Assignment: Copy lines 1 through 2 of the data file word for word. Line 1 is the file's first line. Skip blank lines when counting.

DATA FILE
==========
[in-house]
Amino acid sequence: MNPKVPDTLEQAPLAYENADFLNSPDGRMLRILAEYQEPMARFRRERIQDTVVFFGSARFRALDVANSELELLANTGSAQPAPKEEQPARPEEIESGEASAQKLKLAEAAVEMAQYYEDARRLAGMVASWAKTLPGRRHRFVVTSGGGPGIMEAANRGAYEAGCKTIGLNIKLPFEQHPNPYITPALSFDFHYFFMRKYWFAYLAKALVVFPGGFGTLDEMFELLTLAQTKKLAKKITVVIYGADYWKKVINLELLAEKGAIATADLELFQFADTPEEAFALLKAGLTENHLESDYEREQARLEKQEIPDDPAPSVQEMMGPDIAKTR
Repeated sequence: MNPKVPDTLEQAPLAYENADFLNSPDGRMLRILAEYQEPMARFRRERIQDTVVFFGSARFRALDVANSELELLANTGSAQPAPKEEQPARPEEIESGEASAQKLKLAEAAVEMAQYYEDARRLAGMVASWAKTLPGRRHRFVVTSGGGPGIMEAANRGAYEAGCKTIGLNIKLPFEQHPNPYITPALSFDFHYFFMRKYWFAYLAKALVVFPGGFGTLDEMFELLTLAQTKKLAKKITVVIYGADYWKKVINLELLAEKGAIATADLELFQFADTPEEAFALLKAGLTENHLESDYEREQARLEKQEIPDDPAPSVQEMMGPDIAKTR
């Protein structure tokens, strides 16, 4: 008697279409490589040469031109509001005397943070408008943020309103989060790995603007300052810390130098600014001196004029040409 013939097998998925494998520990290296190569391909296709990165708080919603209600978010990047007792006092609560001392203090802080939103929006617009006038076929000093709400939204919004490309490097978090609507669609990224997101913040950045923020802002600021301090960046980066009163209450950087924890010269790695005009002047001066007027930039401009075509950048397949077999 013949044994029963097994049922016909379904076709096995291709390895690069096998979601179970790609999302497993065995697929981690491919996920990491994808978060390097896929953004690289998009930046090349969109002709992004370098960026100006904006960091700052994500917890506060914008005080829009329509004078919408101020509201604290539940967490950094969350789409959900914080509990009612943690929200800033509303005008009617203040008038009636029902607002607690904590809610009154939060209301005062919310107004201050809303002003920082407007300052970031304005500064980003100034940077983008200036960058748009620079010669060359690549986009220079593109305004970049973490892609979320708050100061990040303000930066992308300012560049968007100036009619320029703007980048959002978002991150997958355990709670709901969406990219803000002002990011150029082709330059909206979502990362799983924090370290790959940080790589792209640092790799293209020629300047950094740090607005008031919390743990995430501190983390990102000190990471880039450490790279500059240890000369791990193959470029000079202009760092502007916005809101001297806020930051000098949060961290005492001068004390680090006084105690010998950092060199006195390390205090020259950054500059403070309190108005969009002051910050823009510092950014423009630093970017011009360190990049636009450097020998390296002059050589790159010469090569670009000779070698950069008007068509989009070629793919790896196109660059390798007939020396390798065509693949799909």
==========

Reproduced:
[in-house]
Amino acid sequence: MNPKVPDTLEQAPLAYENADFLNSPDGRMLRILAEYQEPMARFRRERIQDTVVFFGSARFRALDVANSELELLANTGSAQPAPKEEQPARPEEIESGEASAQKLKLAEAAVEMAQYYEDARRLAGMVASWAKTLPGRRHRFVVTSGGGPGIMEAANRGAYEAGCKTIGLNIKLPFEQHPNPYITPALSFDFHYFFMRKYWFAYLAKALVVFPGGFGTLDEMFELLTLAQTKKLAKKITVVIYGADYWKKVINLELLAEKGAIATADLELFQFADTPEEAFALLKAGLTENHLESDYEREQARLEKQEIPDDPAPSVQEMMGPDIAKTR